Edam On Saturday mornings during the summer months a kaasmarkt, or cheese market, attracts locals and visitors alike. Check out the old Kaaswaag, or cheese weigh house next to the market. Climb the tower in the nearby Grote Kerk for a terrific view and take time to admire the church’s fine 17th-century stained-glass windows.
De Beemsterpolder This area of reclaimed land has retained its network of roads, canals, dykes, and fields all laid out to the principles of classical and Renaissance planning. For this reason, the area has been declared a UNESCO World Heritage Site.
Enkhuizen This former fishing village now attracts visitors for its renowned Zuiderzeemuseum complex. This museum is in two parts. The first is the Binnenmuseum, or indoor museum, which consists of twelve buildings—some of which once belonged to the Dutch East India Company. Maps, paintings, and a collection of fourteen historic ships tell the story of the whaling and fishing industry and the construction of dykes. The nearby Peperhuis is a beautifully restored Dutch shipping merchant’s former home that still retains a hint of pepper in the air. The second part of the museum is the Buitenmuseum, or open air museum. More than 130 perfectly reconstructed houses and workshops evoke life from centuries ago with as much authenticity as possible. It’s a great place for kids.
Hoorn has always had close links to the sea. In fact, one of its native sons, explorer Willem Schoutens, named the tip of South America—Cape Horn—after his home town. The town also played an important role in the foundation of the East India Company. Its winding streets are inviting to walk along, while enjoying the historic buildings. To immerse yourself in town’s history or the Dutch East India Company, the Westfries Museum is worthy of a visit
Alkmaar This historical town (the first to repel the invading Spanish in 1573) is famous for its traditional cheese market, held every Friday morning from the beginning of April through August. The cheese arrives on barges and is transported by members of the 400-year-old cheese guild on sledges to the waag, or weigh-house.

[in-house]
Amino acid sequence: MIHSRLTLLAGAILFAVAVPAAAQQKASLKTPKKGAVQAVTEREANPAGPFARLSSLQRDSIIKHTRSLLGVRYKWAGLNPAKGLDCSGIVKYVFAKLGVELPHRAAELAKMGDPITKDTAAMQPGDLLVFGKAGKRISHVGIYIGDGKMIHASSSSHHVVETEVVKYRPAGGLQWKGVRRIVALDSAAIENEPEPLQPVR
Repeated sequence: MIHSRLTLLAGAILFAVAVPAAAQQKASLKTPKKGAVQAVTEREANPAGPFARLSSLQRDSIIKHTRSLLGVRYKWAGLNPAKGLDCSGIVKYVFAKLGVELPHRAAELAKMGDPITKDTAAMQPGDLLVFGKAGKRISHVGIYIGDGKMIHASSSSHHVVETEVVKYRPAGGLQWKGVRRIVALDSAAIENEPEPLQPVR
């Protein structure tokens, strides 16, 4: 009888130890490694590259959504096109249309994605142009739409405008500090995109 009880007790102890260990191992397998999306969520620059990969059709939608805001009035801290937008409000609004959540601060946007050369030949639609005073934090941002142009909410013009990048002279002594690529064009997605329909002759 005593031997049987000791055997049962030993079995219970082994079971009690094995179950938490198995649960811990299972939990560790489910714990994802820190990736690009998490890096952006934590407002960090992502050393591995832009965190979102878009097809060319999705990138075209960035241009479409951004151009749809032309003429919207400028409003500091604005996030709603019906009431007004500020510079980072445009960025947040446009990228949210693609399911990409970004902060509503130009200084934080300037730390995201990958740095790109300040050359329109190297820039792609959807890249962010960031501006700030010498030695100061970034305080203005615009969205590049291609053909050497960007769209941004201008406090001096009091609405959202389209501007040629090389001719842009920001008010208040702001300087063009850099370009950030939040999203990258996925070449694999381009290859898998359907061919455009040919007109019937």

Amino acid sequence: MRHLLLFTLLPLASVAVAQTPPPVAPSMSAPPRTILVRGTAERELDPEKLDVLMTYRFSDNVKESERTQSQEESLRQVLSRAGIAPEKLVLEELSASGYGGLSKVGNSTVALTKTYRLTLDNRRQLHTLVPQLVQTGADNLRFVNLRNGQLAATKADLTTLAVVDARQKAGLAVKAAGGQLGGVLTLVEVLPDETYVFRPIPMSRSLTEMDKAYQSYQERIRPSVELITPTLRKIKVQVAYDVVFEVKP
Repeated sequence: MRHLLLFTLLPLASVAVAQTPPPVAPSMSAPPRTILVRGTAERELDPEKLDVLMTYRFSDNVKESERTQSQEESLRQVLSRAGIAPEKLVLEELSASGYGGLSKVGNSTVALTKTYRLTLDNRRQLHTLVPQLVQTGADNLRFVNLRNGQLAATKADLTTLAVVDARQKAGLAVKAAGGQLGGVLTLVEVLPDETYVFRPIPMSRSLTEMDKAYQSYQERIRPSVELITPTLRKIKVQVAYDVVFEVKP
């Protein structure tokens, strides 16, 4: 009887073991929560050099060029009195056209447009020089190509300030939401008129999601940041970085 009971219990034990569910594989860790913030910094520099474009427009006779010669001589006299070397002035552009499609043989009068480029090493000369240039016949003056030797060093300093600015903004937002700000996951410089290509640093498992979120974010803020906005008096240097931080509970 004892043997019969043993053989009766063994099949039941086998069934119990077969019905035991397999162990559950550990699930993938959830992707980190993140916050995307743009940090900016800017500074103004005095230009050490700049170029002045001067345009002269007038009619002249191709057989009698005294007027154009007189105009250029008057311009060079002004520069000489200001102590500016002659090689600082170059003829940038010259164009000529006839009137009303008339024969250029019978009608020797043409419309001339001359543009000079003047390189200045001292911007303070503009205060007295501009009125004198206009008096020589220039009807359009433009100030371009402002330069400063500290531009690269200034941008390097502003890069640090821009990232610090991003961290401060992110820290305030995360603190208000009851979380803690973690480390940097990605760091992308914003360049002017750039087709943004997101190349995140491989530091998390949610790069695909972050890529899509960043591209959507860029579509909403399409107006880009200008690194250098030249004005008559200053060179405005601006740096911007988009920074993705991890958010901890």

Nationaal Biermuseum De Boom can be found in a 17th-century brewery. Here you may learn about beer making and drinking in the Netherlands across the years. Finish your tour at the tasting house.
Stedelijk Museum holds paintings by Dutch masters and interesting collections pertaining to the history of the town.
Muiden Just outside of Amsterdam, in this town you’ll find the Muiderslot, a 13th-century castle with towers and moats that’s the most visited in the country. It doesn’t disappoint. Now a national museum, the interiors have been restored to look as they did in the 17th century
Naarden The town’s fantastic fortifications are shaped in a 12-pointed star with arrowheads at the tip of each point. This is all surrounded by a ring of two walls and two canals. Only from the air, unfortunately, do you get the full effect. Some of the pillboxes on one of the six bastions has been turned into a fortress museum, called the Vestigingmuseum. Collections of weapons, uniforms, and drawings relate the town’s history.
Texel is the largest and southernmost island of the West Frisian Islands. Mostly given over to tourism these days, the island once played an important role in the passage of Dutch East India company ships. Now people come here to relax in charming villages and stroll through nature reserves (Naational Park Duinen Van Texel) and on broad beaches. Ecomare is an island nature center that educates visitors about Texel’s wildlife and development. Here, you’ll find nature trails, a large aquarium, and a refuge for sick seals and birds. At the Maritiem en Jutters Museum (The Maritime and Beach combing Museum), you can view all the oddball treasures found at the beach and recovered from shipwrecks. Displays cover underwater archaeology and rescue operations. On occasion are demonstrations by blacksmiths and rope makers.